Disgraced Philadelphia ex-sportscaster Don Tollefson deserves "a strict and grueling regimen of community service" instead of prison for fleecing hundreds of people out of thousands of dollars they paid for phony sports-travel packages, his attorney argued in a plea for mercy filed today in Bucks County.
Tollefson, 62, will be sentenced tomorrow morning before Judge Rea B. Boylan, after a jury in January found him guilty of theft and violations of state charity rules. Tollefson represented himself at trial, but attorney Robert Goldman, who assisted his defense, filed a sentencing memorandum yesterday urging Boylan to consider whether "one additional year of Tollefson staring at the mortar that binds cinder block walls somehow improves the lives of the victims, the public and those who are better served by a strict and grueling regimen of community service."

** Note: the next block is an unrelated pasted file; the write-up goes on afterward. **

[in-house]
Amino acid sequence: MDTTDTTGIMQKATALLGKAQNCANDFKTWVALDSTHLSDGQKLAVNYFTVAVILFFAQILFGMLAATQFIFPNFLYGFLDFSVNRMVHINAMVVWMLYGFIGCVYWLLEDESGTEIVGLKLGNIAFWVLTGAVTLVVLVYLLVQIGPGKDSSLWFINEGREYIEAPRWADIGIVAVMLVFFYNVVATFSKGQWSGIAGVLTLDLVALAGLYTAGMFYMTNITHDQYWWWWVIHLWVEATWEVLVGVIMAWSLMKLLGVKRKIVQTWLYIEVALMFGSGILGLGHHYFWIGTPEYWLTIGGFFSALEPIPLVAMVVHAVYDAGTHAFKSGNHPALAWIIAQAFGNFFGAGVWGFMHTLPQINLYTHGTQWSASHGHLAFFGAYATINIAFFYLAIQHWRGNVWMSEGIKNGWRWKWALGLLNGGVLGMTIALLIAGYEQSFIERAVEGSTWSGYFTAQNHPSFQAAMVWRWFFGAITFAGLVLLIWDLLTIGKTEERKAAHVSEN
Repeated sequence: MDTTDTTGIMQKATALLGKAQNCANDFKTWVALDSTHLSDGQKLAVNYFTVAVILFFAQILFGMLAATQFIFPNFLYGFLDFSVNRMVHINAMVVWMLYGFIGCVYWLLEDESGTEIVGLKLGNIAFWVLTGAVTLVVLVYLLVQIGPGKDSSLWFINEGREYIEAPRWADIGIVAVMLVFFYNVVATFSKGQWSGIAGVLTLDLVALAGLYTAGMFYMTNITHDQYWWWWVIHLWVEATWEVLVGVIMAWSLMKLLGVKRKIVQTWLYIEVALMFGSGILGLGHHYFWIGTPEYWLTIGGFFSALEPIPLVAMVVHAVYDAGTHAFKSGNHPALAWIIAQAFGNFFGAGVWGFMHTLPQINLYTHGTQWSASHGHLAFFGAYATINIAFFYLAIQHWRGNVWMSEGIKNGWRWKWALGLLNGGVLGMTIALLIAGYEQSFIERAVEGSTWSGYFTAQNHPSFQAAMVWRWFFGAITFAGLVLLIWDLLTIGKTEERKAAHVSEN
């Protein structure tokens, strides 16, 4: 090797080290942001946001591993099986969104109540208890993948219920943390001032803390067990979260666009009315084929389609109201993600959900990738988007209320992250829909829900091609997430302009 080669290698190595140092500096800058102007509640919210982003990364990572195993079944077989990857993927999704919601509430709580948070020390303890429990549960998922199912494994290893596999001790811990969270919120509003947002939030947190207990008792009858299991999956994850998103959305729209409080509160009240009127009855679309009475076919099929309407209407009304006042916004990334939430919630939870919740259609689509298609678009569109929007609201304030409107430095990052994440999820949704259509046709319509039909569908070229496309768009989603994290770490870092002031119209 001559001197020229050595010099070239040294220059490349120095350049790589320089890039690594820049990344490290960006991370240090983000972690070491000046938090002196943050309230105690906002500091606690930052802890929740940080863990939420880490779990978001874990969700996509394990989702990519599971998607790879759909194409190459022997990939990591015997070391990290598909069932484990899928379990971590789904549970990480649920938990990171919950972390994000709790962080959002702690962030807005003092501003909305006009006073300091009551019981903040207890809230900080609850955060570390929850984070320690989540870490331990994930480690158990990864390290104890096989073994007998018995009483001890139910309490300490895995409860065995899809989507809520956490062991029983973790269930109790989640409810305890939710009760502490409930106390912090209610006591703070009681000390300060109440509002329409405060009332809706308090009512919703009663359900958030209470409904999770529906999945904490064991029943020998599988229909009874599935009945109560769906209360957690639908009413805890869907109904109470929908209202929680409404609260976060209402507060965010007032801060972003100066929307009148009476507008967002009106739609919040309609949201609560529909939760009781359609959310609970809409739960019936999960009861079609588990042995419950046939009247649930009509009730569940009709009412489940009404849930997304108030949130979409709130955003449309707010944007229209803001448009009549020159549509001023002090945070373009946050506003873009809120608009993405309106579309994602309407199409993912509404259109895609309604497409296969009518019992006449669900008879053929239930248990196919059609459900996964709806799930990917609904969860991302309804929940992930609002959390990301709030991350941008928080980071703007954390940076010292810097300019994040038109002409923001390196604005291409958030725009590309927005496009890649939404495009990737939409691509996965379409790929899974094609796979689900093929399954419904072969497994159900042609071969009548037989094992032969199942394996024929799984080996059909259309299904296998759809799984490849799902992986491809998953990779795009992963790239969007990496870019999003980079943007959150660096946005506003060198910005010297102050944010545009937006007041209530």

"Mr. Tollefson does not present a risk of recidivism and is a non-violent offender," Goldman wrote. "This defendant has the proven track record to do so much good when clarity of thought replaces the toxic mixture of alcohol and pills."
Tollefson faces up to 37 years in prison for scamming more than $340,000 from about 200 donors, including a foundation organized in the name of a slain police officer. Such a stiff sentence is unlikely, though, because he is a first-time offender. He rejected a plea deal before his trial that would have required restitution, seven months in state prison, probation and drug treatment.
Tollefson, known as "Tolly" to fans, was once the highest paid sportscaster in Philadelphia, where he worked for the local ABC and Fox TV affiliates. He has blamed his criminal troubles on drug and alcohol addiction and poor financial management.